The sites will be grouped at neighborhoodcircle.com, which launched three test sites in suburbs of Chicago in April this year, and cover small areas of the city that could be home to as few as 10,000 people.
The sites, which will be managed by a team of community reporters, will encourage local groups to post news, photos and a variety of local information to the site.
The Sun-Times has been trialling the service in three newly developed outlying areas of Chicago where communities are only loosely established.
The expansion, however, will bring the scheme into older neighbourhoods in the inner city.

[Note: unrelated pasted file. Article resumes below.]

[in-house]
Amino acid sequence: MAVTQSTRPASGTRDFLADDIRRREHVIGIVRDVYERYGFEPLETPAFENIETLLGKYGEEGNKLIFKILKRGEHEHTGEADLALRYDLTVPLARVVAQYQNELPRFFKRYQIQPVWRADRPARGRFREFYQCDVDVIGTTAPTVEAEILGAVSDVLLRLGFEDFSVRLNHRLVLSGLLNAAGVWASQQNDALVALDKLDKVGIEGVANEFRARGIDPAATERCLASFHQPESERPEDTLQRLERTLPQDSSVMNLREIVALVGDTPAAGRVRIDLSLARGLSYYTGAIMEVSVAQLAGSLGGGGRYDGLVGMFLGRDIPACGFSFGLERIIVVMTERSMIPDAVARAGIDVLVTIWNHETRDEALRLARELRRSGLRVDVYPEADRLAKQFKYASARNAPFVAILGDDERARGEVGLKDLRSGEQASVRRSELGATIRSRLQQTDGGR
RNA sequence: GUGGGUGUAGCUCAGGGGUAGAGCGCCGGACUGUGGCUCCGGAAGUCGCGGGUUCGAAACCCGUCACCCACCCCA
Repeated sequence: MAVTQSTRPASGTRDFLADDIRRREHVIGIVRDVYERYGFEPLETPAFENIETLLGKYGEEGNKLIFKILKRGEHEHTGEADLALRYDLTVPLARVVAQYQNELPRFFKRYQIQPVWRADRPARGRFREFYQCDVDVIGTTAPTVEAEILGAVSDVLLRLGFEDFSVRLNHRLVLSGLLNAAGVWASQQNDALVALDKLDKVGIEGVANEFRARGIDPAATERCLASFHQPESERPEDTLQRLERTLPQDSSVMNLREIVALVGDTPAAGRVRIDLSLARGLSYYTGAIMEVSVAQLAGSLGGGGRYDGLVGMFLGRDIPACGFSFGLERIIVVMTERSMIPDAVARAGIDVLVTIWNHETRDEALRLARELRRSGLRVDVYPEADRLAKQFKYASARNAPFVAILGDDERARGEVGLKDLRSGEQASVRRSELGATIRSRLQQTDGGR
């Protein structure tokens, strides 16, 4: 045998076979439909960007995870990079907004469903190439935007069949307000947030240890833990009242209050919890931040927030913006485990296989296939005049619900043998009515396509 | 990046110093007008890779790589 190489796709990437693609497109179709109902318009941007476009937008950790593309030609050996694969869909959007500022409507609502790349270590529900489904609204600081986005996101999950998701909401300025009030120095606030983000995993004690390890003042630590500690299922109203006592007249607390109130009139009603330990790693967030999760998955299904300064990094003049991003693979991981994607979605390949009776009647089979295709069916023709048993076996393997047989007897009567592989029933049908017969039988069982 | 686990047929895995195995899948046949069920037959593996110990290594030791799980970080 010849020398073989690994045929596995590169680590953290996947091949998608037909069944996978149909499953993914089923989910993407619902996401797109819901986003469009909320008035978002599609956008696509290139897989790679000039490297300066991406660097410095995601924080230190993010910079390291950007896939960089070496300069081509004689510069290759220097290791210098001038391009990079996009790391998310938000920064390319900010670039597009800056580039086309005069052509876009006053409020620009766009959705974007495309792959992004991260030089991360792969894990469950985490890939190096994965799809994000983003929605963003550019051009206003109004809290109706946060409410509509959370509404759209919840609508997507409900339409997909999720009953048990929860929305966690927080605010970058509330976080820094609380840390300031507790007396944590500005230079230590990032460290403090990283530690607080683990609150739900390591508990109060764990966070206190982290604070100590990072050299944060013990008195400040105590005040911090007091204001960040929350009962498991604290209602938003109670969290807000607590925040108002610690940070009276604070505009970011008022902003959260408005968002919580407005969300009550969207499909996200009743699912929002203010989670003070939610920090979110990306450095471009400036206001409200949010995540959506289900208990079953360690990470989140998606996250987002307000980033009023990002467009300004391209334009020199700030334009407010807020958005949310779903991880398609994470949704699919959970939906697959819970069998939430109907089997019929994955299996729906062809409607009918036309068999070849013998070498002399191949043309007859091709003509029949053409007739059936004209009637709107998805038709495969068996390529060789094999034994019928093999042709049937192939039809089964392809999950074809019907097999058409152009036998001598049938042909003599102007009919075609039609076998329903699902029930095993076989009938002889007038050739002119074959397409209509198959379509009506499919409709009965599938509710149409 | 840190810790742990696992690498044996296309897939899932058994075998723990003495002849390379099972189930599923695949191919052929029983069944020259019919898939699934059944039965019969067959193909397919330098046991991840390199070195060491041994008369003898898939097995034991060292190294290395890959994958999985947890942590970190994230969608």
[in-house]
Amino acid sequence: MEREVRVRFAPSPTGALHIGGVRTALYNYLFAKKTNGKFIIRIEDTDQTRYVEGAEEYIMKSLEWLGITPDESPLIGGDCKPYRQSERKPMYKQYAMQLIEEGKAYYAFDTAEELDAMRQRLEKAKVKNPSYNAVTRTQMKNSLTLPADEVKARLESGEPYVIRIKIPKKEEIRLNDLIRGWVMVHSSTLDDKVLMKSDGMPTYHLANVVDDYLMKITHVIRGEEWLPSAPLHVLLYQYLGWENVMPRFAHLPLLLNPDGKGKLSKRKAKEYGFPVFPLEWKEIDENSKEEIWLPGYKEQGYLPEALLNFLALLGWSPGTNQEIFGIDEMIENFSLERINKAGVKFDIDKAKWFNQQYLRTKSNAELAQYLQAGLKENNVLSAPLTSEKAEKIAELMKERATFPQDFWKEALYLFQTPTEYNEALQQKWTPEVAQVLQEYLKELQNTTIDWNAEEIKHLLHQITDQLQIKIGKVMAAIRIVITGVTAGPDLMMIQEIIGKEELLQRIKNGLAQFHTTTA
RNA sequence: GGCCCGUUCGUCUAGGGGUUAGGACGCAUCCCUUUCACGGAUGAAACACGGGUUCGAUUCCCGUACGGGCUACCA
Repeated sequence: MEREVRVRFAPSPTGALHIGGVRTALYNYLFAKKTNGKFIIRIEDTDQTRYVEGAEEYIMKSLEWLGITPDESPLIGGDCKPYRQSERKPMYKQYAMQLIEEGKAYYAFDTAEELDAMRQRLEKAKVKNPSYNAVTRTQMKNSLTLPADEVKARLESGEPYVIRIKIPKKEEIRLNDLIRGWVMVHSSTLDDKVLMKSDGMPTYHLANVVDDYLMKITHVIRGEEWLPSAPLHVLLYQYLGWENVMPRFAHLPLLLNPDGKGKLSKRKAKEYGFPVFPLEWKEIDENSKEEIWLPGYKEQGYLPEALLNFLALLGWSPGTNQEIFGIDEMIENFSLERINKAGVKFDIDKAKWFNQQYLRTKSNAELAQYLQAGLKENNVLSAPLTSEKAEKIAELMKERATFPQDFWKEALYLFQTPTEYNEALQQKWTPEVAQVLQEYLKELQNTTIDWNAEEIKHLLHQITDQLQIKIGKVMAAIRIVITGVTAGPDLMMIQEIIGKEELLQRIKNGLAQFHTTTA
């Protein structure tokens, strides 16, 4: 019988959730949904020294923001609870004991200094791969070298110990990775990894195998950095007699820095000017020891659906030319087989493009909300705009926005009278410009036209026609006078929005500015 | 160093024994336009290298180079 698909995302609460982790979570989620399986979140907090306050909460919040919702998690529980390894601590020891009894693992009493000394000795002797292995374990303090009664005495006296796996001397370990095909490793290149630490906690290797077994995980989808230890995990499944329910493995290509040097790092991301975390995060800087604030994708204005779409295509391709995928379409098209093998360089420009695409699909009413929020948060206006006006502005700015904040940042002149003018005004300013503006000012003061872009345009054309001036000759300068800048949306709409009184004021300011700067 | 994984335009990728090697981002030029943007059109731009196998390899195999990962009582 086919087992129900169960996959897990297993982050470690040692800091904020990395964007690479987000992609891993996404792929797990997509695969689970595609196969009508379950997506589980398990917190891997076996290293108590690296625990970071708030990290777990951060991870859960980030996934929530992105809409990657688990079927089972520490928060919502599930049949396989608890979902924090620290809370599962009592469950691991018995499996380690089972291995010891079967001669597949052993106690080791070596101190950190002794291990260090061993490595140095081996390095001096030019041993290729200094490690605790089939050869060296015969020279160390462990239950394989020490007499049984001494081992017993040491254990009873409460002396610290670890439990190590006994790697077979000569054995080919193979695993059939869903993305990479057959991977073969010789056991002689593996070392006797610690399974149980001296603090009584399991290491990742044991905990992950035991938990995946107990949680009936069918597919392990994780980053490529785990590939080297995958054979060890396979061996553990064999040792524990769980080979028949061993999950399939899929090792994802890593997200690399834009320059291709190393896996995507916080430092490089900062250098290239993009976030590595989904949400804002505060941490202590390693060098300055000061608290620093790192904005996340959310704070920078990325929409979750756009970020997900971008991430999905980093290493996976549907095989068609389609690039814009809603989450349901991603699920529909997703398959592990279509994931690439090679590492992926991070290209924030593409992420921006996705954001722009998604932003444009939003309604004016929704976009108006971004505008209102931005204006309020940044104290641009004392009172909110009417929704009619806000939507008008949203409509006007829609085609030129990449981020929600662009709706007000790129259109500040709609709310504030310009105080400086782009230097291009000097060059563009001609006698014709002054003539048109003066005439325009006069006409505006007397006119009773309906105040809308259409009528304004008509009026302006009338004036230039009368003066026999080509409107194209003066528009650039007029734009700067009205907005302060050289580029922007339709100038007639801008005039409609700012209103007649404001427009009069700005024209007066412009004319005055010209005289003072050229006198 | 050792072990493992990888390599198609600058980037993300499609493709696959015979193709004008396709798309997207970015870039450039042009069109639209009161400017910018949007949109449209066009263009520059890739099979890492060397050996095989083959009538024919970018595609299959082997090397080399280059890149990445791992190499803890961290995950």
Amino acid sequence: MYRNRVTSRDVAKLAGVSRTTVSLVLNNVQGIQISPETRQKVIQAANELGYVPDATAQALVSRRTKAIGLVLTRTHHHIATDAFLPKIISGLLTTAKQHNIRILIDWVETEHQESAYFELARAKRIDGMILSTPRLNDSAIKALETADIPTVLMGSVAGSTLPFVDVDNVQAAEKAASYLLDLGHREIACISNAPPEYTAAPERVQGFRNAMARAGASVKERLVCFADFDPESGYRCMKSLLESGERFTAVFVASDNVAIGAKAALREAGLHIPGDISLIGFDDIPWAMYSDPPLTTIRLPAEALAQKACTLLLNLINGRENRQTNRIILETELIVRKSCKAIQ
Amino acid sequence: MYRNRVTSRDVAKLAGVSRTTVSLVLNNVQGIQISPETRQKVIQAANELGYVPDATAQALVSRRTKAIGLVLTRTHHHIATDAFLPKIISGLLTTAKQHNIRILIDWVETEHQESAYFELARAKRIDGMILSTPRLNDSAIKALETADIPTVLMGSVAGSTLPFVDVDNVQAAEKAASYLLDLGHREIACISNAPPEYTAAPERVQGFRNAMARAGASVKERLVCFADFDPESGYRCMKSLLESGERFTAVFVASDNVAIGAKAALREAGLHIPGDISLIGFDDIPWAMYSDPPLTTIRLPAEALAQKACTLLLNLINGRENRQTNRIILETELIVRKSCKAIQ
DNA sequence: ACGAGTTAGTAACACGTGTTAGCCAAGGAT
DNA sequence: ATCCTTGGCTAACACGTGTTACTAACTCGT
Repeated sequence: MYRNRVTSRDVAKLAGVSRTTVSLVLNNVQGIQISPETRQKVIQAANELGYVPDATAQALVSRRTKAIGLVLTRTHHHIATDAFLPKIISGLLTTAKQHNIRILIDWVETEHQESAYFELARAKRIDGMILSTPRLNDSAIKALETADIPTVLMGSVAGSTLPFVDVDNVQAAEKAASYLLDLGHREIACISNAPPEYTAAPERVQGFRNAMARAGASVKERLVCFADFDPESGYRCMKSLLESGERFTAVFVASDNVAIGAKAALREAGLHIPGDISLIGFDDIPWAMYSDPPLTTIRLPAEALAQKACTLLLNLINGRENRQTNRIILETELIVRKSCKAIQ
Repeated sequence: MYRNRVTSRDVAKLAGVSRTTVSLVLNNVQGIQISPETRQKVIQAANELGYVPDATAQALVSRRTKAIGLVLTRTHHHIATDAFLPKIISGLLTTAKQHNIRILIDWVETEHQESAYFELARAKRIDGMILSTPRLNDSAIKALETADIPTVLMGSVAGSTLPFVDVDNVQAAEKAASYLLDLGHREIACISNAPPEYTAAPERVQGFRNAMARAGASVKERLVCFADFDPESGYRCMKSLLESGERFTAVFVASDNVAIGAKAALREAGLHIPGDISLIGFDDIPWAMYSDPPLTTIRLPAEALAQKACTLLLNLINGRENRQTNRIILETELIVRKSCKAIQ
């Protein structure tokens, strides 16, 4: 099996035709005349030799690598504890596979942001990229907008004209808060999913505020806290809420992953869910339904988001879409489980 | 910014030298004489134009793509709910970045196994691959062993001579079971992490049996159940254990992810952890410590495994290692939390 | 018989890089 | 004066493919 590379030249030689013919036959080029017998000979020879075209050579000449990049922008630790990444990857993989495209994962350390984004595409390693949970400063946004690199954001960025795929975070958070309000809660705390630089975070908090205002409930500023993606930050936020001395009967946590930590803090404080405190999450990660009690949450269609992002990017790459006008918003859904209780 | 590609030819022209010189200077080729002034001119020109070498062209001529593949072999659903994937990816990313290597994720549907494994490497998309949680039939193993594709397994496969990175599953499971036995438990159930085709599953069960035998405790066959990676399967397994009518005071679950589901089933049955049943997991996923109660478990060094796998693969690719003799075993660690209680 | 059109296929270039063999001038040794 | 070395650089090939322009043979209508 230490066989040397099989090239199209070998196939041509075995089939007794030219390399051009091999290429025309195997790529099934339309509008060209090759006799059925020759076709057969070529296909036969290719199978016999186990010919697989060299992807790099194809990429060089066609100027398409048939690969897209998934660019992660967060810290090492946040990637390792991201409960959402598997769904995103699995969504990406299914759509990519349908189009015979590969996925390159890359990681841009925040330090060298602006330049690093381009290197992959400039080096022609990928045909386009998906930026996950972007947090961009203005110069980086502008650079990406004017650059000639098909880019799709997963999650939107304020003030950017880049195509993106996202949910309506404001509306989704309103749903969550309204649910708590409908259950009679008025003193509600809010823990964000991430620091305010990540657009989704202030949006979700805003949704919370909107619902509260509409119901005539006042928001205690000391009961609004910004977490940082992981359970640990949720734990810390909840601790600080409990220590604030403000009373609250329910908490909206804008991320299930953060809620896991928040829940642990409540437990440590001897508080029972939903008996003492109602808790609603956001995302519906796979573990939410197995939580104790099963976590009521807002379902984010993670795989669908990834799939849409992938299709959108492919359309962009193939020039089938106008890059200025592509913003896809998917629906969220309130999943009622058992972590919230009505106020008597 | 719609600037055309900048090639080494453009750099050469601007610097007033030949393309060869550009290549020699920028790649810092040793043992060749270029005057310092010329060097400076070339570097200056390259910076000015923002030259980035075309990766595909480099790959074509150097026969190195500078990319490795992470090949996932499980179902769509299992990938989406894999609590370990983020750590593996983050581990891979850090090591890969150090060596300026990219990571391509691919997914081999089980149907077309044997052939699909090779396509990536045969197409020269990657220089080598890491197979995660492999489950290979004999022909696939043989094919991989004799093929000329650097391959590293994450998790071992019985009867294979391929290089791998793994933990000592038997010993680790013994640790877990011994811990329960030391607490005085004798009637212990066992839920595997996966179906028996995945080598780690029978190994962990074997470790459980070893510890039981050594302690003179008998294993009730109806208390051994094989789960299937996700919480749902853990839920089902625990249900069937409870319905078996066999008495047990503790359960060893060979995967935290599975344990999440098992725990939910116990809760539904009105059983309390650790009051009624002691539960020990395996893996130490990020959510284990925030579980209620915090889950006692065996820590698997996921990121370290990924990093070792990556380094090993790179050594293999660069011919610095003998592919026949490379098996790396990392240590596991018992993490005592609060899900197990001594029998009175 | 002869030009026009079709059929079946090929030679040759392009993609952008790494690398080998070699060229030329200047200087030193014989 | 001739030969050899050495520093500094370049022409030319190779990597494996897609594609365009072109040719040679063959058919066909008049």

John Cary, senior new media operations director with Chicago Sun-Times, told Journalism.co.uk: "They will be in areas where we have existing footprints so they will be an extension of our community papers that already have a site, but these will be micro zones.
"It's an exciting path for the industry is go, it's a fun thing to do…we can put news on these sites, citizens can upload, all we do is vet it to make sure no-body is slandering or libelling anybody else."
A team of community journalists moderate and fact check new material prior to publication, the sites then rely on the community to update information on the sites to keep the content relevant or to inform them if older content becomes irrelevant.
Besides filing their own news articles reporters assigned to the community patch also act as evangelists for the sites, getting about in their communities to encourage locals to spread local information via the sites.
The sites also contain links to relevant news from the more than 90 newspapers owned by the Sun-Times News Group.
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